published Sunday, May 5th, 2013

Cyclist dies in 3 State event on Lookout Mountain, Tenn.

Chattanooga police have confirmed that a cyclist in the 3 State, 3 Mountain Challenge bike ride was hit by a car and killed on Ochs Highway.
Chattanooga police have confirmed that a cyclist in the 3 State, 3 Mountain Challenge bike ride was hit by a car and killed on Ochs Highway.
Photo by WRCB-TV Channel 3 /Chattanooga Times Free Press.
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    Former pro cyclist George Hincapie talks to the bikers before the start of the 26th Annual 3 State 3 Mountain Challenge, presented by Village Volkswagon of Chattanooga and The Chattanooga Bicycle Club. The race featured 100, 83 and 67-mile routes.
    Photo by Connor Choate.
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Before Saturday, Michael Schwaid never stopped short.

He’s competed in 100-mile rides — “centuries,” as cyclists call them — for at least eight years. He came to town from Tampa, Fla., last week to attempt the 3 State, 3 Mountain Challenge, an event some call the biggest cycling draw in Chattanooga.

But as he approached Lookout Mountain — the last mountain — Schwaid gave up. Rain slicked the roads all day Saturday, and he felt it too dangerous to continue. Looking back, he said, he was lucky.

Another rider died Saturday after colliding with a car around 400 Ochs Highway, about three miles from the event’s finish line.

Chattanooga police said Antonio Jose Desousa Ribeiro, 49, of Jacksonville, Fla., was riding downhill in an area where he had to make sharp left and right turns close together.

Ribeiro lost control and went into the path of a car traveling uphill, spokesman Nathan Hartwig said. He died at the scene.

Riding downhill is always dangerous, but Schwaid said Saturday’s ride made him more nervous than usual.

With cold, rainy weather, the Florida native shivered, shaking his handlebars as he glided along. Just a little twitch could tip him, or any other rider.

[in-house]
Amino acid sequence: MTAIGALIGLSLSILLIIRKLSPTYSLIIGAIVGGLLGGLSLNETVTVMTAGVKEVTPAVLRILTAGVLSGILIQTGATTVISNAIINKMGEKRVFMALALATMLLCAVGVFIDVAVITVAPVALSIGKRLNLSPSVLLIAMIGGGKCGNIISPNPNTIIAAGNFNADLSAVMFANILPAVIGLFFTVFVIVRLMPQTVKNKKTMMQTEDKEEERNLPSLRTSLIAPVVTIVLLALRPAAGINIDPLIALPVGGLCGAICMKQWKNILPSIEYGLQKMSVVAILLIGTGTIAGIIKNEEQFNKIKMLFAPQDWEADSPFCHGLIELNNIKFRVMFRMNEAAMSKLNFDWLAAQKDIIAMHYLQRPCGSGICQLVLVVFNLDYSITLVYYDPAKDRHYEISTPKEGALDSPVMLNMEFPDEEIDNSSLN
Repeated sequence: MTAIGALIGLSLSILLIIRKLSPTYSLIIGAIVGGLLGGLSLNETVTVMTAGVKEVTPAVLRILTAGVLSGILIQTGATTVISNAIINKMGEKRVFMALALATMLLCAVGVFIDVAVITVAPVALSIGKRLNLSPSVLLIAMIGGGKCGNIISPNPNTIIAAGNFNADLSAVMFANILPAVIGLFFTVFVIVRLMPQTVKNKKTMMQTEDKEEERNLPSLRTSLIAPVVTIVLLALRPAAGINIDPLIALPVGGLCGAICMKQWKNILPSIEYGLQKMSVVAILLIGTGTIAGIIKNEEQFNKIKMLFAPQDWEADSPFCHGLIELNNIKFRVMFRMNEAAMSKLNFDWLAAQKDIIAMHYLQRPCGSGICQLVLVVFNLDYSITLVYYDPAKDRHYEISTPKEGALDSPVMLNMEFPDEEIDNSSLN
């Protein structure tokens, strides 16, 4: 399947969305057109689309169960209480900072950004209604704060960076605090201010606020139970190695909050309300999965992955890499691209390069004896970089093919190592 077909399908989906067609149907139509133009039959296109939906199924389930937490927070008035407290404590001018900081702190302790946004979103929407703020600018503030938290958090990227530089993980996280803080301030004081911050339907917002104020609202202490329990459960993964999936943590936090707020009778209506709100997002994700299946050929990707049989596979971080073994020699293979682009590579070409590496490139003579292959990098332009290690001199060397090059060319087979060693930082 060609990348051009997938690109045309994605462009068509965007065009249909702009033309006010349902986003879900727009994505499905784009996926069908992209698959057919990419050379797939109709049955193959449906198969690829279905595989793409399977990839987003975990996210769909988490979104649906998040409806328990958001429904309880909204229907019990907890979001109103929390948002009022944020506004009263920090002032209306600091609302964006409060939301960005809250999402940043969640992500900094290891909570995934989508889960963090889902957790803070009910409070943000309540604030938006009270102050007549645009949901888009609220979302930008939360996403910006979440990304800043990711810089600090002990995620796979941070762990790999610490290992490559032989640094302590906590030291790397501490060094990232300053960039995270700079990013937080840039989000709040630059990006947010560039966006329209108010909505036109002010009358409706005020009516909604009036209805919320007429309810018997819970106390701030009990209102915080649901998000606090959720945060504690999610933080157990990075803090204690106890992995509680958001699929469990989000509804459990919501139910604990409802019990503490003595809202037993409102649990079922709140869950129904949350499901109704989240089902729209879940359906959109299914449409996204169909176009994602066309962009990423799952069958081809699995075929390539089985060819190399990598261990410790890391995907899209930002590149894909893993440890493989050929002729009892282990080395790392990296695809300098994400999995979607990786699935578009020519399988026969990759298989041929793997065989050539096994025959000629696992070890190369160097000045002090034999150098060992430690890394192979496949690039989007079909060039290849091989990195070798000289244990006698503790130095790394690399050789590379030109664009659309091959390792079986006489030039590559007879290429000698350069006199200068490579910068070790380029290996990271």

Only once did he cut loose — really cut loose. On a straightway, he hit about 32 mph. Then, he felt his bike wobble, and he started to spill. But he corrected and straightened his body.

Soon after, he decided he better not proceed, but he understands why others wanted to finish.

“It’s expensive,” he said of signing up for the event, which costs between $65 and $90, depending on when you register. “You’ve come quite a ways. You want to get your money’s worth. I can see how it can happen.”

This is the 26th year of the 3 State, 3 Mountain Challenge, and area cyclist Jack Howland said it’s the biggest event in Chattanooga. This year, 2,017 riders registered.

Howland said the location draws many riders. Even though the ride is only on Saturday, some participants come early, and others stay on a few days. Riders enjoy taking in the tourist attractions of Chattanooga.

But more than the city, the ride itself is the main draw. Riders competing in the 100-mile course climb Raccoon, Sand and Lookout mountains, crossing into Georgia and Alabama along the way. On a clear day, it’s beautiful.

“For the city of Chattanooga, it’s a big event,” said Howland, who races with the Village Volkswagen Elite Cycling Team. “But even throughout the Southeast, it’s well known. It’s a great route.”

Howland has competed in the event many times, but he sat out Saturday after seeing the forecast. Many others, even those who suited up Saturday morning, felt the same way. Around 10 a.m., 3 State, 3 Mountain Ride Director Dawn Salyer said by phone that several riders abandoned the course early because of the weather.

Dan Searle was not one of them. He completed the course, though he said event volunteers at the top of Lookout Mountain warned him that proceeding was dangerous.

“It was ugly,” said Searle, of Nashville. “Braking distance was quadrupled.”

Mark Vandevelve, of Birmingham, Ala., also finished the run, but not without a heavy heart. As he descended Ochs Highway, he looked to his left. There, in the middle of the other lane, he saw a sheet draped over a body.

For the next three miles, one thought stayed on his mind.

Be careful.

Contact Tyler Jett at tjett@timesfreepress.com or 423-757-6476.

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